As Ann would say, I wish you all "Traveling Mercies" and God's blessings for us all.
Monday, October 01, 2007
1) For the Bible Tells Me So -- a documentary exploring the biblical view of homosexuality and its impact on gay and lesbian teens and their families. It contrasts literalist and contextualized readings of the main scriptures used to decry homosexuality, and tells the stories of Christian families with gay or lesbian children.
2) Low and Behold -- Turner Stull, a young man trying to figure out what to do with his life, travels to New Orleans to work as a claims adjustor in the aftermath of Hurricane Katrina. The movie does an excellent job of demonstrating how much was lost; much of the filming was done in the lower 9th Ward. Incredible performances by Barlow Jacobs and Eddie Rouse, Jr.
3) Last Stop for Paul -- an incredible travel movie about Charlie and his friend Cliff, who decide to travel around the world in 2 weeks, in order to honor Cliff's friend Paul. It made me want to hop on the next plane to Indonesia ...
4) American Fork -- an amazing movie about Tracy Orbison and his dreams for a better life. The star, Hubbel Palmer, also wrote the screenplay. It is a stunning depiction of life in small-town America, and the yearning for something bigger and greater that tugs at each of us.
Friday, September 28, 2007
Oh, what fools these mortals be,
So tragic and so funny.
Ships of bones that sail the sea
For lands of milk and honey.
The promise of perfection sighs
Into each mortal ear;
Never to be realized
That's how it is down here.
Wayward world I weep for thee
Spinning 'round the sun;
Wellspring of diversity,
but all roads lead to one.
What man has loosed upon the sea
Cannot be undone;
Oh, what fools we mortals be
Each and every one.
-- Eliza Gilkyson, "Land of Milk and Honey"
Wednesday, September 26, 2007
Either we all march up together, or nobody will end up marching.
Monday, September 24, 2007
Have a great Birthday and try to stay out of trouble!! You are loved and missed.
In case you can't get the music to work!!
Was three long mountains and a wood;
I turned and looked another way,
And saw three islands in a bay.
So with my eyes I traced the line
Of the horizon, thin and fine,
Straight around till I was come
Back to where I'd started from;
And all I saw from where I stood
Was three long mountains and a wood.
Over these things I could not see;
These were the things that bounded me;
And I could touch them with my hand,
Almost, I thought, from where I stand.
And all at once things seemed so small
My breath came short, and scarce at all.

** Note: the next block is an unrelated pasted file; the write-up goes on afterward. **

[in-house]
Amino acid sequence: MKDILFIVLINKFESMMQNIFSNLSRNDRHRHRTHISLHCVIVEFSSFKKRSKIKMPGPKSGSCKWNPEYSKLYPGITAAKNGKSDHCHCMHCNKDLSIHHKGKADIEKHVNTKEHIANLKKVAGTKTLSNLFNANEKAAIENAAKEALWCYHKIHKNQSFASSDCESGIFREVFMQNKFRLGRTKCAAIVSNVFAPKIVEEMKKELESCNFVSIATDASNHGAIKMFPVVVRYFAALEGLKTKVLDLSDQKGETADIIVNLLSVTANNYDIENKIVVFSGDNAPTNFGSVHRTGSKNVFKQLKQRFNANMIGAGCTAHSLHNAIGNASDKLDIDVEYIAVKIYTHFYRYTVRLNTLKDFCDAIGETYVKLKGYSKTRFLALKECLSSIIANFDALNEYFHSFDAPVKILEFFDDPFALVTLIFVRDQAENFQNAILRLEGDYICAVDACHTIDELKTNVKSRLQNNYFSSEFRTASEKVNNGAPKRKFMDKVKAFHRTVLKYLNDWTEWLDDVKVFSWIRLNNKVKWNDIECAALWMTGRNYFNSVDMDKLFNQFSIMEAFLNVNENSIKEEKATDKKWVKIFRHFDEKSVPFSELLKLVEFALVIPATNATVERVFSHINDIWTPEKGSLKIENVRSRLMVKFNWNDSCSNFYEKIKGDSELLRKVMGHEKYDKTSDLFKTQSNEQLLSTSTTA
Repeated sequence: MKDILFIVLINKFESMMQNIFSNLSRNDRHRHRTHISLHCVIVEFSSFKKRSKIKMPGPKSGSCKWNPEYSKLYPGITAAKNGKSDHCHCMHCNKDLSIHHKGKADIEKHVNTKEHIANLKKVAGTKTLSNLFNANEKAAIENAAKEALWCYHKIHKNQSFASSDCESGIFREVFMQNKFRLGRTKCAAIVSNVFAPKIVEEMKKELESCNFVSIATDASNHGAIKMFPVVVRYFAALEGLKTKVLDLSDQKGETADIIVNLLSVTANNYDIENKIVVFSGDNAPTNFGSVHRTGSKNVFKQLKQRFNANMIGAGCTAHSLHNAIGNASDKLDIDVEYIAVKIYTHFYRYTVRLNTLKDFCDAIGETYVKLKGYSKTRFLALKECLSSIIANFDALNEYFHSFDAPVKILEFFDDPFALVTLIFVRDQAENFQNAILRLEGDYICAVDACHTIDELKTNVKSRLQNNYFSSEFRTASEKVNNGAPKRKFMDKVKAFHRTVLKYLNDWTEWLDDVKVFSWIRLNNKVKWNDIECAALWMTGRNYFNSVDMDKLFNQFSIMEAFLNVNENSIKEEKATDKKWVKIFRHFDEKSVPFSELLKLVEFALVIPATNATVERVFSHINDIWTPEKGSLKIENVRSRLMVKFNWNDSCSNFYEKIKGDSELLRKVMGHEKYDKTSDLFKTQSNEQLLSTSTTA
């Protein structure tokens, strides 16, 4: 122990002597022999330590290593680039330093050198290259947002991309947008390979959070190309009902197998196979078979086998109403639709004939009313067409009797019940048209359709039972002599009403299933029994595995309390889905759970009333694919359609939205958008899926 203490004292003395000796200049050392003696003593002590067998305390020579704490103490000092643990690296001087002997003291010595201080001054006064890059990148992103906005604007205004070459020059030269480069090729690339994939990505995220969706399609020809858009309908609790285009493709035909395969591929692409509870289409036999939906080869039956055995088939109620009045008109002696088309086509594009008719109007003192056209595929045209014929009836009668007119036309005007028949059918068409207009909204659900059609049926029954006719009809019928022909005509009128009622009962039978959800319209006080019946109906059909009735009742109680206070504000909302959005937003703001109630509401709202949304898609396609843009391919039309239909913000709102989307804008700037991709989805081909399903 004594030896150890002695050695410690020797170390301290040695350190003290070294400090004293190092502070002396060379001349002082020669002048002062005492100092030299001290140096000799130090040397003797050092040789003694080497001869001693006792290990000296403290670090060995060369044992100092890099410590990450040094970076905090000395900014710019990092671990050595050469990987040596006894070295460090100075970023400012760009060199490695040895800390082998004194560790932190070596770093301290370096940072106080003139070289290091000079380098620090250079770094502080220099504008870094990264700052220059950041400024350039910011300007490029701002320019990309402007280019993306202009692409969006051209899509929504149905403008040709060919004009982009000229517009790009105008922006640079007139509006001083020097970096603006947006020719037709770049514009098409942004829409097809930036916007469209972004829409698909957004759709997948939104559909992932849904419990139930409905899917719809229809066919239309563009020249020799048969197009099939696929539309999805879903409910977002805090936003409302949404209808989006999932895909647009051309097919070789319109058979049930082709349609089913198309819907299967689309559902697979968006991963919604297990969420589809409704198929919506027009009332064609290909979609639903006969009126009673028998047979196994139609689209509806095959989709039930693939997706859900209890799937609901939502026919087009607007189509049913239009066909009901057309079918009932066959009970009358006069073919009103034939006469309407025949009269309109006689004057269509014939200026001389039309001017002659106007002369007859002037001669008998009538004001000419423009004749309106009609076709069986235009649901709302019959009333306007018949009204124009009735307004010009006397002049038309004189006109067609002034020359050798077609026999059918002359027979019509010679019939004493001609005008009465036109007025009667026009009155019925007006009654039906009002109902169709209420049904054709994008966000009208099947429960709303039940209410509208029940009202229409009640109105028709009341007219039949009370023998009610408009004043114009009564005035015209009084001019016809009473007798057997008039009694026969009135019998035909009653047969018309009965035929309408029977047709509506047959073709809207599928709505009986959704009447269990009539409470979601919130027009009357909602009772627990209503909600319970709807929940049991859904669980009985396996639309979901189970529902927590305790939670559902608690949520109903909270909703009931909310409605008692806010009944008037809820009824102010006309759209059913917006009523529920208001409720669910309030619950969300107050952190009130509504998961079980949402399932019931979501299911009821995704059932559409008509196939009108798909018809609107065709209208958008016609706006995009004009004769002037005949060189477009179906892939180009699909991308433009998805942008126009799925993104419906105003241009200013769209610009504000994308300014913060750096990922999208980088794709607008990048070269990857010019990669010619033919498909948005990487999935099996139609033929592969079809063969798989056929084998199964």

But, sure, the sky is big, I said;
Miles and miles above my head;
So here upon my back I'll lie
And look my fill into the sky.
And so I looked, and, after all,
The sky was not so very tall.
The sky, I said, must somewhere stop,
And -- sure enough! -- I see the top!
The sky, I thought, is not so grand;
I 'most could touch it with my hand!
And reaching up my hand to try,
I screamed to feel it touch the sky.
I screamed, and -- lo! -- Infinity
Came down and settled over me;
Forced back my scream into my chest,
Bent back my arm upon my breast,
And, pressing of the Undefined
The definition on my mind,
Held up before my eyes a glass
Through which my shrinking sight did pass
Until it seemed I must behold
Immensity made manifold;
Whispered to me a word whose sound
Deafened the air for worlds around,
And brought unmuffled to my ears
The gossiping of friendly spheres,
The creaking of the tented sky,
The ticking of Eternity.
I saw and heard, and knew at last
The How and Why of all things, past,
And present, and forevermore.
The Universe, cleft to the core,
Lay open to my probing sense
That, sick'ning, I would fain pluck thence
But could not, -- nay! But needs must suck
At the great wound, and could not pluck
My lips away till I had drawn
All venom out. -- Ah, fearful pawn!
For my omniscience paid I toll
In infinite remorse of soul.
All sin was of my sinning, all
Atoning mine, and mine the gall
Of all regret. Mine was the weight
Of every brooded wrong, the hate
That stood behind each envious thrust,
Mine every greed, mine every lust.
And all the while for every grief,
Each suffering, I craved relief
With individual desire, --
Craved all in vain! And felt fierce fire
About a thousand people crawl;
Perished with each, -- then mourned for all!
A man was starving in Capri;
He moved his eyes and looked at me;
I felt his gaze, I heard his moan,
And knew his hunger as my own.
I saw at sea a great fog bank
Between two ships that struck and sank;
A thousand screams the heavens smote;
And every scream tore through my throat.
No hurt I did not feel, no death
That was not mine; mine each last breath
That, crying, met an answering cry